Last week’s blog prompted so many responses that I’m writing about benches again. Kathy Purdy, a friend, regular reader and blogger extraordinaire (you can read her blog here) made the excellent comment that the view from a bench is as important as — more important than? — the design itself. I also have photos of many interesting bench designs that I didn’t include last week. So location as well as design is the focus for this post.
I’ve positioned benches at Glen Villa with the view very much in mind. A Victorian-style metal frame bench offers a place to look out onto the circular stone wall that stood in front of the early 19th century Glen Villa Inn.
This very simple bench sitting on the bank above Lake Massawippi draws no attention to itself, leaving that to the view onto the lake.
Anyone sitting on the bench at the Sundial Clearing looks straight at the tall dead pine tree whose shadow acts as the gnomon, or pointer, to indicate the hour and to suggest the relentless passage of time.
The view from the bench above the Skating Pond shows the pond and the surrounding fields and hills.
Which is more important in a public garden — the view or the spacing between one place to sit and another? They aren’t mutually exclusive, of course, but sometimes people need to sit and rest. A bench at the botanical garden in Edinburgh looked out on a view that held only moderate interest, but it appeared just when I was ready to take a break, making it perfectly located.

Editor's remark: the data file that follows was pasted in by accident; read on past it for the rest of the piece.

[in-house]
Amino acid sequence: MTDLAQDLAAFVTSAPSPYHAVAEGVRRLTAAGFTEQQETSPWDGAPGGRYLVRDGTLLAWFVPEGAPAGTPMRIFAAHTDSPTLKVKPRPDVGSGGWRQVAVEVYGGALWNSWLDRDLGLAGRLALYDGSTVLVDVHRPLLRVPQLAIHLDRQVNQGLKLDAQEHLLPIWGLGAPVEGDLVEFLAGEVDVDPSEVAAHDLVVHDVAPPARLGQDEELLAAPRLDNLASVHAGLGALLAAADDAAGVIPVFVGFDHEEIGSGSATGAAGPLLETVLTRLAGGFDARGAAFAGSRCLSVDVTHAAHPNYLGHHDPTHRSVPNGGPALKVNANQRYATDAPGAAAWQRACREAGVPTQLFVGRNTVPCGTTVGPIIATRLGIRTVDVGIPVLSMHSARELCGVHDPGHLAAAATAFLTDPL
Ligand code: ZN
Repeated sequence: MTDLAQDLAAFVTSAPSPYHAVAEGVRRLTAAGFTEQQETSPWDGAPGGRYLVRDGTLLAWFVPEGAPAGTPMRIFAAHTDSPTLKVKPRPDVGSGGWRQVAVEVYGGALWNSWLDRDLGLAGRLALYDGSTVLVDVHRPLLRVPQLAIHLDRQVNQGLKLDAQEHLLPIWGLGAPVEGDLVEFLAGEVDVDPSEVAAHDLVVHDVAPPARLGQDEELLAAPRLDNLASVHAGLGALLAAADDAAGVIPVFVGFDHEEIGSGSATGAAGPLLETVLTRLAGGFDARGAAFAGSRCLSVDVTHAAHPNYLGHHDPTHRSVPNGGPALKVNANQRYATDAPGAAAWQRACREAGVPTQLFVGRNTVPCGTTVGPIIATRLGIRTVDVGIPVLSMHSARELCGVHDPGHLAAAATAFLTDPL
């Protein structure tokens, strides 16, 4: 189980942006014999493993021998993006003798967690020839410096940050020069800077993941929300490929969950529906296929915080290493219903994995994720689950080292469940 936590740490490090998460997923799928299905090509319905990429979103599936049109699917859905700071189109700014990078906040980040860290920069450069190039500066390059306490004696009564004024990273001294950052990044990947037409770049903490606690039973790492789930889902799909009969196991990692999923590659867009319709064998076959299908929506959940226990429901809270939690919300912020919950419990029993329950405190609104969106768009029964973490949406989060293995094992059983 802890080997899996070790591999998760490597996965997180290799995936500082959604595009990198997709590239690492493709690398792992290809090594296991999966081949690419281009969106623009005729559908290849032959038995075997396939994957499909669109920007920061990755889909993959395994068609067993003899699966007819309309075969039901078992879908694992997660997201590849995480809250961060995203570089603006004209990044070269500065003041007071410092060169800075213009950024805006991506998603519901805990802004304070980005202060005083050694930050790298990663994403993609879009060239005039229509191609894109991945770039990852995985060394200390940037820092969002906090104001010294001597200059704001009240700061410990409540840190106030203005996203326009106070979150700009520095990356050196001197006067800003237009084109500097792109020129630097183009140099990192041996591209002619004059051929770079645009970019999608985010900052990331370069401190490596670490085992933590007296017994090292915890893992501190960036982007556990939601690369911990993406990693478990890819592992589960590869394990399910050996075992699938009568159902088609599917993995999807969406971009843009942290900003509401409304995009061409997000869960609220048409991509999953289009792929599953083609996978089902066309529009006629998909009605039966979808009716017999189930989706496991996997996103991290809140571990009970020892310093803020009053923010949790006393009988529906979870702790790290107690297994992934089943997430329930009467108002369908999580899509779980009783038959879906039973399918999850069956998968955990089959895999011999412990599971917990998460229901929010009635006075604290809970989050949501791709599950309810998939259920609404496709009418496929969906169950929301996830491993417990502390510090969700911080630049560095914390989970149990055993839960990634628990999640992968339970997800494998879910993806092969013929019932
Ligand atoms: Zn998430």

The bench also demonstrates how inventiveness can turn a simple construction into a work of art, using nothing more than 2×4 boards.
More 2x4s create another very simple bench at Hannah Peschar’s Sculpture Garden. Yet see how effective it is!
Wooden planks that rise up to a climax creative an impressive bench that is a work of art at Pensthorpe Natural Reserve in Norfolk.
Wood left in its original form can also create original and effective benches.
With thought and a desire to construct something special, wood left in its natural form can create wonderful benches. That’s why one of my autumn projects is to convert this tree trunk into a bench.
The height is right for a bench and the natural shape of the maple tree trunk is interesting.
But best of all, the view is great.
That’s what I call a win/win.